There’s a good reason why adventure movies feature imminent threats to the hero and his love interest’s lives by a clear and present physical enemy. For hundreds of thousands of years, humans died young from warfare, predation, or accident. We are evolutionarily well-equipped to conceive of and react to imminent physical threats like those posed by killer lions or Spectre, for instance.

We are evolutionarily ill-equipped to deal with more subtle threats that may take years to play out, such as congestive heart failure. This disease is relentless – essentially drowning the patient in their own bodily fluids slowly and surely over a decade or more. Treatment is not dependent upon defeating a lion or a psycho with a machine gun; instead it requires the patient to fundamentally change their way of living, especially by eating foods that are low in fat and high in fiber,  and by consistent, appropriate levels of exercise.

Most sufferers of congestive heart failure – such as my father, who passed away from the disease in 2013 – are incapable of effectively fighting the disease. They are incapable not because eating right is any more difficult than fighting a lion, but because they do not perceive that one helping of chicken fried steak and gravy when out with friends for a monthly get-together as an imminent threat.

When I was a lad, the imminent geopolitical threat was the Soviet Union. As the Iron Curtain came down, it became Columbian drug lords. After 9/11, it was al-Qaeda. Now, it is ISIS. The treasure expended to combat these imminent threats runs into the tens of trillions of dollars and hundreds of thousands of lives – both US and foreign.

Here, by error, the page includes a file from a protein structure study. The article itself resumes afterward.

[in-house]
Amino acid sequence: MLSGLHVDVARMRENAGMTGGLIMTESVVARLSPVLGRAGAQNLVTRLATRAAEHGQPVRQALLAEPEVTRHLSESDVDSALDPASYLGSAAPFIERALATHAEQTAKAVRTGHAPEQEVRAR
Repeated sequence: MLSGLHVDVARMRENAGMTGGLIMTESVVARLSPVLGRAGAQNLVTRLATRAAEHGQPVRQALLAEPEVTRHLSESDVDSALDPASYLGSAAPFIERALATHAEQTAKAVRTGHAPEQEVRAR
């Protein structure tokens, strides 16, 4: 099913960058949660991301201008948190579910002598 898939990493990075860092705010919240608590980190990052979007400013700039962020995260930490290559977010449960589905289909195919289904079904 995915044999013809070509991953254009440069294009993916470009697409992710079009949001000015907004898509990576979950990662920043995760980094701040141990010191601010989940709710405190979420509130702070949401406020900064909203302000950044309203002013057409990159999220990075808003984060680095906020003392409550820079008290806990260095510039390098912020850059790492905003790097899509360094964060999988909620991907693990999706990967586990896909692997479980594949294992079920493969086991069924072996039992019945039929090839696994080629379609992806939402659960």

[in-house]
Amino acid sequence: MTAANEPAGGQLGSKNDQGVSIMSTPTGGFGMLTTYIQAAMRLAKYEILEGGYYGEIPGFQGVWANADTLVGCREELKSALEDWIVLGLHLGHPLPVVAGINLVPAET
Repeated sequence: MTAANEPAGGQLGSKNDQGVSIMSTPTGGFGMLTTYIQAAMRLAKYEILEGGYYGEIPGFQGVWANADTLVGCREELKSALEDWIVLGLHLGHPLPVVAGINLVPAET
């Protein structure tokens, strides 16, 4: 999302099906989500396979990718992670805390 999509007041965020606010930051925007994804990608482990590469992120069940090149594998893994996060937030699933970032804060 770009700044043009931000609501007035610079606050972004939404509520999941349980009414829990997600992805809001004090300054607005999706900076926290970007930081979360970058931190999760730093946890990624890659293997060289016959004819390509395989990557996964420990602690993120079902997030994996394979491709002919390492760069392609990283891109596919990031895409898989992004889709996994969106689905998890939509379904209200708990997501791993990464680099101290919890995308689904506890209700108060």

All the time we were fighting those evolutionarily easy-to-conceive-of threats, we were slowly and silently being drowned in our own bodily fluids. Digging up sequestered carbon resources (coal, oil, natural gas), burning them for fuel, and coating our planet’s thin and fragile ribbon of atmosphere with the waste. This process – one that has been very well understood by science for 150 years or more – has slowly contributed to rising land and sea temperatures over the last century.

Those of you who are familiar with my work know how methodically I approach analysis and how skeptical I am of unfounded claims. Since around 2005, I have been reading academic papers and books related to climate science and have, as an untrained layperson, attempted to understand the work of scientists all over the world. I am convinced. Not because I believe in Anthropogenic Global Warming (AGW), but because I understand the structured, refereed process that represents the scientific method and trust that it works to advance human knowledge.

Over the past 10 years, there have been an explosion of excellent sites that explain the complexities of climate scientists to non-experts like me. My favorite is Skeptical Science. Our readers are encouraged to look through the arguments presented there and other reputable sites (Yale Environment 360, NASA Climate), call your US Representative (you have one) and your Senators (you have two) to voice your support for sensible government policies regarding carbon and other pollution. Also, the next time you need to drop off a video or pick up a book at the library, consider bicycling or walking. You may not feel as sexy or heroic as James Bond at the Baccarat table, but you will be making an heroic choice nonetheless.